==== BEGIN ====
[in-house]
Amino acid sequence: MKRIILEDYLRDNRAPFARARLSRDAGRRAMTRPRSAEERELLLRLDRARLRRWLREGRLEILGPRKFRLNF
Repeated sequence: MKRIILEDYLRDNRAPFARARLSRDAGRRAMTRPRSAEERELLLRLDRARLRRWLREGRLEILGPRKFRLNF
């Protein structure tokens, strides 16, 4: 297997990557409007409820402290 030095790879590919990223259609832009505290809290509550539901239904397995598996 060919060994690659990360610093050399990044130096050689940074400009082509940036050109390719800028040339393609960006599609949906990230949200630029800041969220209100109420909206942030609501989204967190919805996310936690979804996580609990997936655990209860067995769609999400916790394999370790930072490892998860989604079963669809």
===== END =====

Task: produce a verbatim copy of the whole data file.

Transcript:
[in-house]
Amino acid sequence: MKRIILEDYLRDNRAPFARARLSRDAGRRAMTRPRSAEERELLLRLDRARLRRWLREGRLEILGPRKFRLNF
Repeated sequence: MKRIILEDYLRDNRAPFARARLSRDAGRRAMTRPRSAEERELLLRLDRARLRRWLREGRLEILGPRKFRLNF
């Protein structure tokens, strides 16, 4: 297997990557409007409820402290 030095790879590919990223259609832009505290809290509550539901239904397995598996 060919060994690659990360610093050399990044130096050689940074400009082509940036050109390719800028040339393609960006599609949906990230949200630029800041969220209100109420909206942030609501989204967190919805996310936690979804996580609990997936655990209860067995769609999400916790394999370790930072490892998860989604079963669809």